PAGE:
Developing pathways to movement competence

Those familiar with my work will be aware that I work with the Game Sense approach for games and sport teaching as it has been, since the mid-1990s, the pedagogical expression for Australian sport. Since the mid-2000s it sits as the platform of the Playing for Life Philosophy of Australian sport, and more recently, the pedagogical model through which the Sport Australia Sporting Schools Program should be delivered. I work in Australia, and so I have adopted 'the Australian approach' in my teaching and coaching research. 

I have explained how the Game Sense approach works for sport coaching from a dynamic systems perspective and affordance theory, and how the pedagogy of purposeful play through game modification to condition games for specific teaching effects sits comfortably with the pedagogical expression of a constraints-led approach. However, as a teacher and researcher in the pedagogical tradition theories are understood as only ever 'partially right' as they are always "partially wrong'. Theories are a tool to help explain "why this' and 'not this', but there can be more than one theory to explain that decision making, and so it is important for my work to read across theories.

Deliberate practice theory is one of the theories that I like to pay attention to. In this area, a recent paper by Hendry & Hodges (2019) I found particularly interesting.

In this paper, it is said that in the field of movement expertise there is a large amount of research seeming to support the necessity to engage in large volumes of domain (movement form) specific activity during youth as a pathway to expert performance. It is suggested that there is some evidence that beginning this domain (movement form) specific activity in childhood (see Ford, Ward, Hodges & Williams (2009) "early engagement hypothesis" for an explanation) may also be advantageous as part of the pathway to expert performance, however, there also exists strong advocacy in the literature against early sport specialisation.

From the extensive body of empirical literature in skill learning Hendry & Hodges (2019) suggested that for interactive team sports (like football, hockey, soccer, netball, etc.) game practice has been shown to be a discriminating factor in performance attainment, and deliberate practice has been recognised as a central component in the development of sport expertise. But what does it mean to be deliberate? Ericsson, Krampe & Tesch-Romer (1993) proposed a theory of deliberate practice, which was clarified by Ericsson & Pool (2016) as the theory of deliberate practice had been reduced by some to a theory of volume of practice: 10,000 hours. However in very simple terms, deliberate practice is practice that is engaged in for the specific purpose of improvement. 

According to Hendry & Hodges, there is the strong possibility that play (game practice) may be beneficial to the pathway to movement competence and then expertise as it adds volume of practice in the sport rather than some specific perceptual-decision making- action environment that benefits the development of expertise. However, although volume is important, Hendry & Hodges argue that play is not sufficient of itself for high level skill development despite the strong arguments for play-based activities by some supporting a constraints-led approach. In tune with this argument, MacNamara, Collines and Giblin (2018) have made a cogent argument that play-based approaches that suggest movement competence develops as a natural consequence of experience and self-discovery are unsupported and sometimes appear to ignore the substantial body of research highlighting the role of structured instruction and feedback in learning movement skills. They advocate for a deliberate preparation approach in the early years of movement skill development.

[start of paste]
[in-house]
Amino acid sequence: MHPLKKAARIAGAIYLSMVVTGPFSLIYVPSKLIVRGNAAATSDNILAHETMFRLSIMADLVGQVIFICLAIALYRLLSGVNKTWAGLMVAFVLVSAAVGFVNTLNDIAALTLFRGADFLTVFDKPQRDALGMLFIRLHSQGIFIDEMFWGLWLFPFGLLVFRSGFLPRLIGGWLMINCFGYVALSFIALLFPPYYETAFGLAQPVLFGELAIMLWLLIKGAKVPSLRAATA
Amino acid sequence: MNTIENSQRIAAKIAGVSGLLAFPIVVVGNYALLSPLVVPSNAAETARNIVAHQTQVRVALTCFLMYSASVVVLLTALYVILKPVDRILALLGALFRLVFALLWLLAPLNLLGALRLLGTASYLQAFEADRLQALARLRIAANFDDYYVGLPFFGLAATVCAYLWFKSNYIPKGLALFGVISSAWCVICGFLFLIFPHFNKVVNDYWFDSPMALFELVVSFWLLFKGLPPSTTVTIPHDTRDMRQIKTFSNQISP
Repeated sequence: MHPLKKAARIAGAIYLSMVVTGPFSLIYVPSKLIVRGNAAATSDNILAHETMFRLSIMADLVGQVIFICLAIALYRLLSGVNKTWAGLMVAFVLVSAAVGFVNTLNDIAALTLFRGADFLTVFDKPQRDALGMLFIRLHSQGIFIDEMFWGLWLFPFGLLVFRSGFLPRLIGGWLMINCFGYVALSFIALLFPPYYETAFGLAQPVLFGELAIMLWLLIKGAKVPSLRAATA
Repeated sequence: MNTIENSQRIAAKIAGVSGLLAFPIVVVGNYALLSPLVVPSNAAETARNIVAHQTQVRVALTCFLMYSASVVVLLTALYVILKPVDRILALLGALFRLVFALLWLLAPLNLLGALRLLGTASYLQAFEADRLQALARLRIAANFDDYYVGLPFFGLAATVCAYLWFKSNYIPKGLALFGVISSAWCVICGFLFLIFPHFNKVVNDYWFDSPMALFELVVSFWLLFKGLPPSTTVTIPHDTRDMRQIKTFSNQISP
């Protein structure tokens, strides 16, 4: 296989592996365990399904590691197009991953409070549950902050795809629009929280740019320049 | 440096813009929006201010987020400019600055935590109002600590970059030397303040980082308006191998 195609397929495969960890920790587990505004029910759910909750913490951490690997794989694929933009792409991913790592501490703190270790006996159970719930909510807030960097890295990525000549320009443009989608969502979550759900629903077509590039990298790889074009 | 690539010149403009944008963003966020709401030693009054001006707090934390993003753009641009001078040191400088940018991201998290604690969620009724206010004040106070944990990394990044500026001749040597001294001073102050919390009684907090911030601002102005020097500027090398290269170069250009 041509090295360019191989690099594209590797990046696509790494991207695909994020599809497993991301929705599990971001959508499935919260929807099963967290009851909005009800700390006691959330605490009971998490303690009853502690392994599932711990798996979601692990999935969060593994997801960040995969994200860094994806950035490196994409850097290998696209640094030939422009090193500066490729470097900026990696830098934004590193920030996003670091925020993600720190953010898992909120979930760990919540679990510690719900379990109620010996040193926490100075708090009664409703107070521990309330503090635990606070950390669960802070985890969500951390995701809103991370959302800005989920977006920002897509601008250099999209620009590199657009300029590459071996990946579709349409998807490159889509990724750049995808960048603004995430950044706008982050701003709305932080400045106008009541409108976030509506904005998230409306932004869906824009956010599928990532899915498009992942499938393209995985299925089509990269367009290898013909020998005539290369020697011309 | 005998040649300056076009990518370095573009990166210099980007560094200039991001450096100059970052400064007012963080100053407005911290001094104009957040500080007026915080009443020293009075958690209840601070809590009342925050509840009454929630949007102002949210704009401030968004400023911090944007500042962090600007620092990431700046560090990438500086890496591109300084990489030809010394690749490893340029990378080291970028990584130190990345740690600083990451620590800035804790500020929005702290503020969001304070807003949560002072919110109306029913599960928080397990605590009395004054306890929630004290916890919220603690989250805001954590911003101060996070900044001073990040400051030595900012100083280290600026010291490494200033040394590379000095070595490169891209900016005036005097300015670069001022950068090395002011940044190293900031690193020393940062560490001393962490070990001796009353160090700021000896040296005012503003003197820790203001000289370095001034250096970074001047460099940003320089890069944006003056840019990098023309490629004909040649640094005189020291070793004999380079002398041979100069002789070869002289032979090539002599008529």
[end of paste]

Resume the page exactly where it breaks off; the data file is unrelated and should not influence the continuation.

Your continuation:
What to take away from the ideas coming from the Hendry & Hodges (2019) paper? They suggested the data from football-soccer research suggests that engagement in domain specific activities from an early age, both as deliberate practice and play, and early specialisation in a domain (e.g. soccer) accompanied by diversification by participating in a number of sports from an early age, is the pathway to developing performance expertise in interactive team sports. However, the point they make about a "person-orientated approach" made me think about the wisdom of Muska Mosston, who in his ground-breaking book of 1966, provided a non-verses explanation of teaching styles which emphasise 'teacher' pedagogical decision making as decisive in matching the learning environment to the desired learning effect for the learning need of the 'student'. Brendan SueSee, Ken Edwards and I showed in this paper how a game-based teaching episode, from a pedagogical lens, can be seen to be not a style of teaching/coaching, but a cluster of teaching styles where one style might be said to have emphasis to give the episode a distinctive tone perhaps, but more than one style is employed.

The Spectrum of Teaching Styles website has recently been revamped and relaunched. If you are interested in this pedagogical model for physical education and sport, check out the Spectrum of Teaching Styles website . If you are a sport coach, Mitch Hewitt has published some very interesting work looking at tennis coaches teaching practice through the lens of the Spectrum of Teaching Styles out of his PhD, and the papers are easily accessible via Google search. From a pedagogical lens, I believe Mosston's work has held up well in helping to know what it means to be deliberate as a teacher (or sport coach).


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